Learnerships > Learnership Regulations

Learnership Regulations

The regulations that govern the implementation of Learnerships are the following:

1. Skills Development Act (No 97 of 1998)
The Skills Development Act No 97 of 1998 was passed in order to develop and improve the skills of people in the workplace. The Act does the following:
  • provides a framework for the development of skills of people at work
  • builds these development plans/strategies into the National Qualifications Framework
  • provides for learnerships that lead to recognised occupational qualifications provides for the financing of skills development by means of a levy-grant scheme and a National Skills Fund More information on this act is available on www.dhet.gov.za

2. Skills Development Levy Act (No9 of 1999)
This Act regulates a compulsory levy scheme to fund education and training in businesses within various sectors in South Africa. It aims to expand the knowledge and competencies of the labour force and in so doing increase the supply of skilled labour in South Africa, providing for greater productivity and employability.

The criteria currently used for employers to become eligible to pay Skills Levies. If the company has staff registered for PAYE and the annual payroll exceeds R500 000 per annum, the company must register with SARS and pay a skills levy of 1% of the monthly payroll. If the company does not fall within these criteria, it does not have to pay levies or register with SARS. More information on this act is available on www.dhet.gov.za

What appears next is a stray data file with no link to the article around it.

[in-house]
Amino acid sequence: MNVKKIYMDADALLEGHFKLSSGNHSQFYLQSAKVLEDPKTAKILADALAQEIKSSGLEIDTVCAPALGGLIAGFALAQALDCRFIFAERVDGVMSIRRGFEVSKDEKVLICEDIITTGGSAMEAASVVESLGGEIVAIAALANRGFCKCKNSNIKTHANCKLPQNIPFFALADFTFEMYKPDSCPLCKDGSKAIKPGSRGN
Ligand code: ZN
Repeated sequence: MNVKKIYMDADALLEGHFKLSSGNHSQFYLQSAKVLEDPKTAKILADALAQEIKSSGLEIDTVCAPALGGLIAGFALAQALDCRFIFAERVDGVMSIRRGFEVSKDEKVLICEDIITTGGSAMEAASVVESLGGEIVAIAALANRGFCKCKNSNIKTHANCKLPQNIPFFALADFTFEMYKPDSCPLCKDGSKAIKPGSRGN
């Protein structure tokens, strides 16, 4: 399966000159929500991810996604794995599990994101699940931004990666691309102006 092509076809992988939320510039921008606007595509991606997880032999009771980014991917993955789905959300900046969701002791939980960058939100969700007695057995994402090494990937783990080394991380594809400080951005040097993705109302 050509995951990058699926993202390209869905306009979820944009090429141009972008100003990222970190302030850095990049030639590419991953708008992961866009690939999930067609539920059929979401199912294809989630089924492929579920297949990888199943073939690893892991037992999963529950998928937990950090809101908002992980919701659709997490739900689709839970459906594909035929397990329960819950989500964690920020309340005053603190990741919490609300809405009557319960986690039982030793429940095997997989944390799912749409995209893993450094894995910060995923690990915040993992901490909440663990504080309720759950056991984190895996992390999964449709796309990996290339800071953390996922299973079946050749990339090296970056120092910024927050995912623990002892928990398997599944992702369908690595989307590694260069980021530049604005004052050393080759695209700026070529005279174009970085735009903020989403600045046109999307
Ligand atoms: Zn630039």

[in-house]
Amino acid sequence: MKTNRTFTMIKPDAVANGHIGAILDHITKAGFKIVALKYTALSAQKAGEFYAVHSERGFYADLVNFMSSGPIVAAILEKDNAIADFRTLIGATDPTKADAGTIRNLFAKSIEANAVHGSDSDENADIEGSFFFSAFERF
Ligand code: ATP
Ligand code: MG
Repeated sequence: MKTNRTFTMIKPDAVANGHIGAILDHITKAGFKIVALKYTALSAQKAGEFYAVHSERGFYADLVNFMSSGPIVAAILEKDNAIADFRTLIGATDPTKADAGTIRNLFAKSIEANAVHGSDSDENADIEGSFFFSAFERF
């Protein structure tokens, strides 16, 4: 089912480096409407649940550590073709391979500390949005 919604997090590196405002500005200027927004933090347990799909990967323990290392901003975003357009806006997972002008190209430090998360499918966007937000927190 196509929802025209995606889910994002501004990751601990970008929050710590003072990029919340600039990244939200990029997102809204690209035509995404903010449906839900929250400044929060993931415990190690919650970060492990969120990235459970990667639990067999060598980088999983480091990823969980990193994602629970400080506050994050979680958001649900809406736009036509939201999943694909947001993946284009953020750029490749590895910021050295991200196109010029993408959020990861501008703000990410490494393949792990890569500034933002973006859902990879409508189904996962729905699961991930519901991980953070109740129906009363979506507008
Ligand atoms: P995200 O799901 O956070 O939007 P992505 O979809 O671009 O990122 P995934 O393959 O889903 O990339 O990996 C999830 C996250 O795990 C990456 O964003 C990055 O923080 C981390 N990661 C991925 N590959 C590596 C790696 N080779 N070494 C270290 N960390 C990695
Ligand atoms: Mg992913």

3. Sectoral Determination Act 75 of 1997 in Learnerships
This Act outlines guide and directive on how to provide basic conditions of employment for learners in Learnership in relation to signing of contract of employment, funding of learnerships and the allowance granted to learners on Learnership. For more information please go to www.labour.gov.za

4. Public Management Finance Act
To regulate financial management in the national government, provincial governments and government organisations like MICT Seta to ensure that all revenue, expenditure, assets and liabilities of those governments are managed efficiently and effectively; to provide for the responsibility of persons entrusted with financial management in those organisations or departments; to provide for matters connected therewith. The Accounting Officer as agreed, reports to DHET on a regular basis on matters of relevance. On a formal basis, monthly and quarterly reports are submitted to the executive authority. For more information please go to www.dhet.gov.za

 
 
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